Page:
Christmas 4: Lully Lullay

Today is perhaps the hardest day of the Christmas season, the day that remembers the story found in Matthew 2 of Herod ordering the murder of all boys under the age of 2. While this is not an aspect of the Christmas story that is often told, it finds a home in an old and melancholy song, the Coventry Carol (beautifully rendered here by the sublime Anúna). The carol, part of a medieval mystery play once regularly performed in Coventry, gives voice to three mothers who are mourning the children they will lose. Today’s poem considers these women and the promise that Jesus the Messiah would be acquainted with our griefs. It’s a story I would rather pass over, with my son only eleven weeks old as I write, but God does not pass over our deepest griefs, so I want to use this story to remind me of the fact that He hears and knows and is present in all that we cannot understand.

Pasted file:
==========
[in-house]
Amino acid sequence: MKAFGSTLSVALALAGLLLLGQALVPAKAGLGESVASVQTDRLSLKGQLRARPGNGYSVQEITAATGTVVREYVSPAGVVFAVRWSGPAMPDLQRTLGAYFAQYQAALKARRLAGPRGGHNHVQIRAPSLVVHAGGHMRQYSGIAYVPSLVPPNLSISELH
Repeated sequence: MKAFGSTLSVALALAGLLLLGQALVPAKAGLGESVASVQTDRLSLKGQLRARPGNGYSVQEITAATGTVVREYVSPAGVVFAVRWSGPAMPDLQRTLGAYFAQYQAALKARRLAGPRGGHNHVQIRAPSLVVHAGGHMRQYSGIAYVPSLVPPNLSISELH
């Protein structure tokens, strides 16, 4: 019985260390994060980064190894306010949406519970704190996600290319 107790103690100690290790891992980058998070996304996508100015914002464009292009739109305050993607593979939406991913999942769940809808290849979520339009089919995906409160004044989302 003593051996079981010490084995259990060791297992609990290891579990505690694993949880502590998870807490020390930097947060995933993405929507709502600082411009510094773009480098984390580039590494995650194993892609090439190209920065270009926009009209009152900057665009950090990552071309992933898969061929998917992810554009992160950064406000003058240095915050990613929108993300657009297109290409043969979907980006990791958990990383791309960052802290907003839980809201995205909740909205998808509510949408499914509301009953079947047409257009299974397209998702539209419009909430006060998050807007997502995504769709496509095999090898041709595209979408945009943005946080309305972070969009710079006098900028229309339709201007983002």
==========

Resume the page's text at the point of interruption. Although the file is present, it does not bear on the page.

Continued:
Lully Lullay

Come, little child,
born to die,
born to bear our griefs and die,
born to dwell with us who die,
weep with mothers now.

Come, God-made-flesh,
righteousness,
come dwell with us within our mess,
come hold our scars and cry our tears.
Weep with us all now.

Come, light in dark,
little spark,
keep vigil now with broken hearts.
Hold all our tears within your scars
and hold us as we shake.

Peter Bruegel the Younger, “Massacre of the Innocents”

Catechism 37

Detail from a painting by Antonio da Correggio Wikimedia Commons
Detail from a painting by Antonio da Correggio
Wikimedia Commons

Catechism 37

How does the Holy Spirit help us?

The Holy Spirit convicts us of our sin, comforts us, guides us, gives us spiritual gifts and the desire to obey God; and he enables us to pray and to understand God’s Word.

(New City Catechism)

Dove:

my best attempts are straw.

My righteousness is dust, my hope

of being more is void.

Dove:

Your peace like river flows;

your olive branch restores, implores

us into growing grace.

Dove:

rest on my spirit; open eyes

and ears and heart. Give gifts,

give life. Give comfort in this dross.

Dove:

only when Your flame descends,

and burns, convicts – O gentle peace –

only then, release.